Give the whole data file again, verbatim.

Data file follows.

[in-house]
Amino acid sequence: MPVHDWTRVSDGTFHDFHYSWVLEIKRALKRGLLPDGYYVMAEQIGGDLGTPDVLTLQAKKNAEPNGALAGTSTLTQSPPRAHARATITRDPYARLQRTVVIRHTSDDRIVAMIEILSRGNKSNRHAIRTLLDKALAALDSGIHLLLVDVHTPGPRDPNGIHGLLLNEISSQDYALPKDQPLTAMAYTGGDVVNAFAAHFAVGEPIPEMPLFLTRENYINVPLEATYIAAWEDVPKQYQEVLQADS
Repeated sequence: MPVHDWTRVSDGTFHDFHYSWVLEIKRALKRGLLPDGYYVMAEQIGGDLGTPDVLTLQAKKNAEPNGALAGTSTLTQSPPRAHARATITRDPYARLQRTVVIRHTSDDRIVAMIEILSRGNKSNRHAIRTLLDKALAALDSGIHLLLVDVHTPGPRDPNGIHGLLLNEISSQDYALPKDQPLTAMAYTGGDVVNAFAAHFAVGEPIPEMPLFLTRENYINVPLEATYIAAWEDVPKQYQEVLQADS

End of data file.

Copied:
[in-house]
Amino acid sequence: MPVHDWTRVSDGTFHDFHYSWVLEIKRALKRGLLPDGYYVMAEQIGGDLGTPDVLTLQAKKNAEPNGALAGTSTLTQSPPRAHARATITRDPYARLQRTVVIRHTSDDRIVAMIEILSRGNKSNRHAIRTLLDKALAALDSGIHLLLVDVHTPGPRDPNGIHGLLLNEISSQDYALPKDQPLTAMAYTGGDVVNAFAAHFAVGEPIPEMPLFLTRENYINVPLEATYIAAWEDVPKQYQEVLQADS
Repeated sequence: MPVHDWTRVSDGTFHDFHYSWVLEIKRALKRGLLPDGYYVMAEQIGGDLGTPDVLTLQAKKNAEPNGALAGTSTLTQSPPRAHARATITRDPYARLQRTVVIRHTSDDRIVAMIEILSRGNKSNRHAIRTLLDKALAALDSGIHLLLVDVHTPGPRDPNGIHGLLLNEISSQDYALPKDQPLTAMAYTGGDVVNAFAAHFAVGEPIPEMPLFLTRENYINVPLEATYIAAWEDVPKQYQEVLQADS